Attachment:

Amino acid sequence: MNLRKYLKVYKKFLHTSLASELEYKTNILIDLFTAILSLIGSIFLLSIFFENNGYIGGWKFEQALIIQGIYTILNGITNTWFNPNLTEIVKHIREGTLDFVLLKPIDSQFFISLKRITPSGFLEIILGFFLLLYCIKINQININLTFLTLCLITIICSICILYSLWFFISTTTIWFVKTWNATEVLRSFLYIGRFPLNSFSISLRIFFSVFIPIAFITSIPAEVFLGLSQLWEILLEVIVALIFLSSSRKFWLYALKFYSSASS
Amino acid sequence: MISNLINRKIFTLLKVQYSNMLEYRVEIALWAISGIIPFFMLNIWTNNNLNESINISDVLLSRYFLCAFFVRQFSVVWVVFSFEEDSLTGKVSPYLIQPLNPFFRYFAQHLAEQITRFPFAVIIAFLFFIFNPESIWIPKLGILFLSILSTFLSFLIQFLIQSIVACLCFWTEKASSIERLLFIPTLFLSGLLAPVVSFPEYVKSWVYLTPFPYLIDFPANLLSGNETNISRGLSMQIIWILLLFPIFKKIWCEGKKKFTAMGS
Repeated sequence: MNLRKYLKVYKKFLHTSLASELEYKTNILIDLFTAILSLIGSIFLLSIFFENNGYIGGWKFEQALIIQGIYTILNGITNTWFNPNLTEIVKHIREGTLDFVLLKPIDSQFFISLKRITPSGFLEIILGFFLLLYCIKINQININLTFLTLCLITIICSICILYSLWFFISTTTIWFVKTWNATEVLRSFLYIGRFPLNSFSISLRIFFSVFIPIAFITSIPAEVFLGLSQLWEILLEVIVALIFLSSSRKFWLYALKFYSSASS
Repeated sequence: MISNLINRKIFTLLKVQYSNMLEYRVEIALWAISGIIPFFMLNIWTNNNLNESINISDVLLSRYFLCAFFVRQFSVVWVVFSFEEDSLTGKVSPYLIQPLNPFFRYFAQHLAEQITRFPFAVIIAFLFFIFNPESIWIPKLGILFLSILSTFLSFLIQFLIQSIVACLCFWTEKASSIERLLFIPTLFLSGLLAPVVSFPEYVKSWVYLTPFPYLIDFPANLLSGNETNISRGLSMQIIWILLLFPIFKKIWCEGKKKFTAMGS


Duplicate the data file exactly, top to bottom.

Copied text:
Amino acid sequence: MNLRKYLKVYKKFLHTSLASELEYKTNILIDLFTAILSLIGSIFLLSIFFENNGYIGGWKFEQALIIQGIYTILNGITNTWFNPNLTEIVKHIREGTLDFVLLKPIDSQFFISLKRITPSGFLEIILGFFLLLYCIKINQININLTFLTLCLITIICSICILYSLWFFISTTTIWFVKTWNATEVLRSFLYIGRFPLNSFSISLRIFFSVFIPIAFITSIPAEVFLGLSQLWEILLEVIVALIFLSSSRKFWLYALKFYSSASS
Amino acid sequence: MISNLINRKIFTLLKVQYSNMLEYRVEIALWAISGIIPFFMLNIWTNNNLNESINISDVLLSRYFLCAFFVRQFSVVWVVFSFEEDSLTGKVSPYLIQPLNPFFRYFAQHLAEQITRFPFAVIIAFLFFIFNPESIWIPKLGILFLSILSTFLSFLIQFLIQSIVACLCFWTEKASSIERLLFIPTLFLSGLLAPVVSFPEYVKSWVYLTPFPYLIDFPANLLSGNETNISRGLSMQIIWILLLFPIFKKIWCEGKKKFTAMGS
Repeated sequence: MNLRKYLKVYKKFLHTSLASELEYKTNILIDLFTAILSLIGSIFLLSIFFENNGYIGGWKFEQALIIQGIYTILNGITNTWFNPNLTEIVKHIREGTLDFVLLKPIDSQFFISLKRITPSGFLEIILGFFLLLYCIKINQININLTFLTLCLITIICSICILYSLWFFISTTTIWFVKTWNATEVLRSFLYIGRFPLNSFSISLRIFFSVFIPIAFITSIPAEVFLGLSQLWEILLEVIVALIFLSSSRKFWLYALKFYSSASS
Repeated sequence: MISNLINRKIFTLLKVQYSNMLEYRVEIALWAISGIIPFFMLNIWTNNNLNESINISDVLLSRYFLCAFFVRQFSVVWVVFSFEEDSLTGKVSPYLIQPLNPFFRYFAQHLAEQITRFPFAVIIAFLFFIFNPESIWIPKLGILFLSILSTFLSFLIQFLIQSIVACLCFWTEKASSIERLLFIPTLFLSGLLAPVVSFPEYVKSWVYLTPFPYLIDFPANLLSGNETNISRGLSMQIIWILLLFPIFKKIWCEGKKKFTAMGS